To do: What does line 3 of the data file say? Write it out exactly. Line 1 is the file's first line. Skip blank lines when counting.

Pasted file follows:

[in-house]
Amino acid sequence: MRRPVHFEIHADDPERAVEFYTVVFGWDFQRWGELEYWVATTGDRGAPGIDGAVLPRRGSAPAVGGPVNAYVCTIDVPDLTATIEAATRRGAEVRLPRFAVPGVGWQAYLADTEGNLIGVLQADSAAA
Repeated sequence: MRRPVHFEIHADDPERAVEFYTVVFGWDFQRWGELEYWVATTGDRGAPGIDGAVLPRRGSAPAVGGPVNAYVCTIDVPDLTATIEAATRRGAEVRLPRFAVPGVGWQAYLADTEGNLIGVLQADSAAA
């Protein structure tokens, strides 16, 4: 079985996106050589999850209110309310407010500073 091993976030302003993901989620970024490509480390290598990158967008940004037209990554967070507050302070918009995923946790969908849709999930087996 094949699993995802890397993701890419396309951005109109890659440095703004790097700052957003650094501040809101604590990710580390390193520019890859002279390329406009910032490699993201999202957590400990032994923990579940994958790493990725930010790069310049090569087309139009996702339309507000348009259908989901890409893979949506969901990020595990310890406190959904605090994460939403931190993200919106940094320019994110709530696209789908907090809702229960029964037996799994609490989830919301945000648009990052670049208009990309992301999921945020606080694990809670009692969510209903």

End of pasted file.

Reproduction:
Repeated sequence: MRRPVHFEIHADDPERAVEFYTVVFGWDFQRWGELEYWVATTGDRGAPGIDGAVLPRRGSAPAVGGPVNAYVCTIDVPDLTATIEAATRRGAEVRLPRFAVPGVGWQAYLADTEGNLIGVLQADSAAA